Arts

This is your brain on freestyle rap

How fMRIs show what parts of rappers' brains light up — and which don’t

How fMRIs show what parts of rappers' brains light up — and which don’t

FMIR scans show the difference in brain activity between rappers freestyling and rapping a rehearsed verse. (CBC Arts)

"If rapping off the top of the dome was a requirement to be a rapper then the majority of the rappers in the game right now would not be where they are," says Toronto rapper DijahSB. "It's very difficult."

Freestyling isn't a prerequisite to be a fantastic rapper these days. But it still gets respect, given its history in Black communities and the technique and creative skill required to do it well. "Freestyling is like spontaneity in poetic form," says fellow-Torontonian Phoenix Pagliacci.

In this video, Angelyn Francis takes us through the history of the form and what some brain research using fMRI scans tells us about what's happening inside the minds of freestylers.

Watch the video:

"Freestylers pretty much shut down the parts of their brain that interfere with creativity, flow and improv," says filmmaker Angelyn Francis. 4:03

Francis explains: "Freestyling off the dome has more to it than just how quickly your mind can move — it's more about which parts of your mind you're letting move. There's actually something pretty cool happening in your brain when you're riffing on the spot." In a study done by scientists at The National Institute on Deafness and Other Communication Disorders (NIDCD), researchers took fMRI scans of 12 rappers while they rapped both memorized and freestyle bars. The fMRIs, which measure blood flow to the brain to determine which parts are active or resting, found a significant difference in brain activity between those freestyling and those rapping a rehearsed verse, as seen in the graphic above.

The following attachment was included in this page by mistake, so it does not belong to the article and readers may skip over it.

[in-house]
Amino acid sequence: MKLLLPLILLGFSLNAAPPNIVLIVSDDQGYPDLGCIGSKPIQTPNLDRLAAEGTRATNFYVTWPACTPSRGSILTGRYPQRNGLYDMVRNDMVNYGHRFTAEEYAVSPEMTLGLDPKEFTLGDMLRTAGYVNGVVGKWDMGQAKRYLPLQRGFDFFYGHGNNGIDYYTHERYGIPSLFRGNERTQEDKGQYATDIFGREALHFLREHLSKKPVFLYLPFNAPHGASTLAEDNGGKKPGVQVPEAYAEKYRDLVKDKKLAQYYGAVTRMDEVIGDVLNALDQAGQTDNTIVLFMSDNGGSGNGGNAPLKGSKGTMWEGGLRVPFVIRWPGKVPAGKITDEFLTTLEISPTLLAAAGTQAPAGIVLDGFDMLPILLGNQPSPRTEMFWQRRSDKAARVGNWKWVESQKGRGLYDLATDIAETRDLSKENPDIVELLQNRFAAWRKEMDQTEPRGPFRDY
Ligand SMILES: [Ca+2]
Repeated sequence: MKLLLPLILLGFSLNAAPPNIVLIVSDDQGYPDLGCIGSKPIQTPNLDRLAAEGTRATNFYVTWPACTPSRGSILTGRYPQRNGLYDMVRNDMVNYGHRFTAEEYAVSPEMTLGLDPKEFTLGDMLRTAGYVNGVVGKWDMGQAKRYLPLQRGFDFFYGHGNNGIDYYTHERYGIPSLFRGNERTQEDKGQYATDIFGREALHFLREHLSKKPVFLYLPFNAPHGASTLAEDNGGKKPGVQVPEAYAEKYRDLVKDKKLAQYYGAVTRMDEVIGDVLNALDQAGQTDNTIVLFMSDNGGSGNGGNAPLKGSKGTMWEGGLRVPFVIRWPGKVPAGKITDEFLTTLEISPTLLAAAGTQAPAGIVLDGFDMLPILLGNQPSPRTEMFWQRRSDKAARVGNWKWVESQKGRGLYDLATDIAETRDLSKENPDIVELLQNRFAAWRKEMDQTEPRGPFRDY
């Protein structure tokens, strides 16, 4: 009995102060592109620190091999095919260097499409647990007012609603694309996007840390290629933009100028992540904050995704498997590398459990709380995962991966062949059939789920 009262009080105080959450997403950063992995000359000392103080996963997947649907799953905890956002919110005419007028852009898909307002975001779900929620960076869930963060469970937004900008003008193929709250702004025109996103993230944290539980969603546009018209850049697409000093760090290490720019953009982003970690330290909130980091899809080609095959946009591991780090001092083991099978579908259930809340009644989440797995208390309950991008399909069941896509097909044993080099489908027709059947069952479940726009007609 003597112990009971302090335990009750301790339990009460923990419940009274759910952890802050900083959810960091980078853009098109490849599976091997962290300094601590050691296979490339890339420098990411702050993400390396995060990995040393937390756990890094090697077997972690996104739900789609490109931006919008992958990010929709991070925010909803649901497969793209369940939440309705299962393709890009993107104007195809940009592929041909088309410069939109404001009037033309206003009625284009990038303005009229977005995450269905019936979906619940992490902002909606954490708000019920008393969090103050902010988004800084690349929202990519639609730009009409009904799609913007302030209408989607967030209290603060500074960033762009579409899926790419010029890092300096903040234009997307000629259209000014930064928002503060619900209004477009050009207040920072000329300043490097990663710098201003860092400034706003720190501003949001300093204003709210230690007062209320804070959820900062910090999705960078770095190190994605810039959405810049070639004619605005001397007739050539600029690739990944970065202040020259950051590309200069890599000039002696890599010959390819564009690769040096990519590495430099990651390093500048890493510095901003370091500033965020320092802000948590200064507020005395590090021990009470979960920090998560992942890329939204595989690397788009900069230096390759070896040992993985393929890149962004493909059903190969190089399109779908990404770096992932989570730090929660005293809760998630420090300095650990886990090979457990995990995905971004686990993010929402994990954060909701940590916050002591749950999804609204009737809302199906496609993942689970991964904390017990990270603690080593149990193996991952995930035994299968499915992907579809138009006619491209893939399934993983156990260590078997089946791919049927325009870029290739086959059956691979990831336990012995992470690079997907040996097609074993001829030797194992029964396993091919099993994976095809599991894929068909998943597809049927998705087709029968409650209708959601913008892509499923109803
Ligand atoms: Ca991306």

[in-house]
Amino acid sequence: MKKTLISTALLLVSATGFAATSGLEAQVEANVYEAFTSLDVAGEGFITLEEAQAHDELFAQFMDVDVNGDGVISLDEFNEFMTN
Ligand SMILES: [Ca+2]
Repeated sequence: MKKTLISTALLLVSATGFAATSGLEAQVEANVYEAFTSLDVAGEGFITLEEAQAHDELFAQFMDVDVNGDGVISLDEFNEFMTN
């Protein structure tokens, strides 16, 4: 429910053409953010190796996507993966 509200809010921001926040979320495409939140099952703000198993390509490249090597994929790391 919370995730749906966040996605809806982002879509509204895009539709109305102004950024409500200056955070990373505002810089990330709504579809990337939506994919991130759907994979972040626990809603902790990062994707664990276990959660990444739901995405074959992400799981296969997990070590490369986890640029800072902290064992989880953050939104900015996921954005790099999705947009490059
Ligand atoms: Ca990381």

See the orange parts of the brain? "These are the areas that are connected to organization, motivation and integration," Francis says. While freestyling, these sections are lit up. "Meanwhile, the portions responsible for self monitoring and control are turned down. So the parts of the brain that second guess, focus on perfection and overthink are less active than the other parts."

While machines can't tell us what makes freestyling so incredible to watch or explain the creativity behind it, thinking about the incredible bursts of brain activity going on behind the scenes as a rapper freestyles makes the art all the more impressive than it already was.

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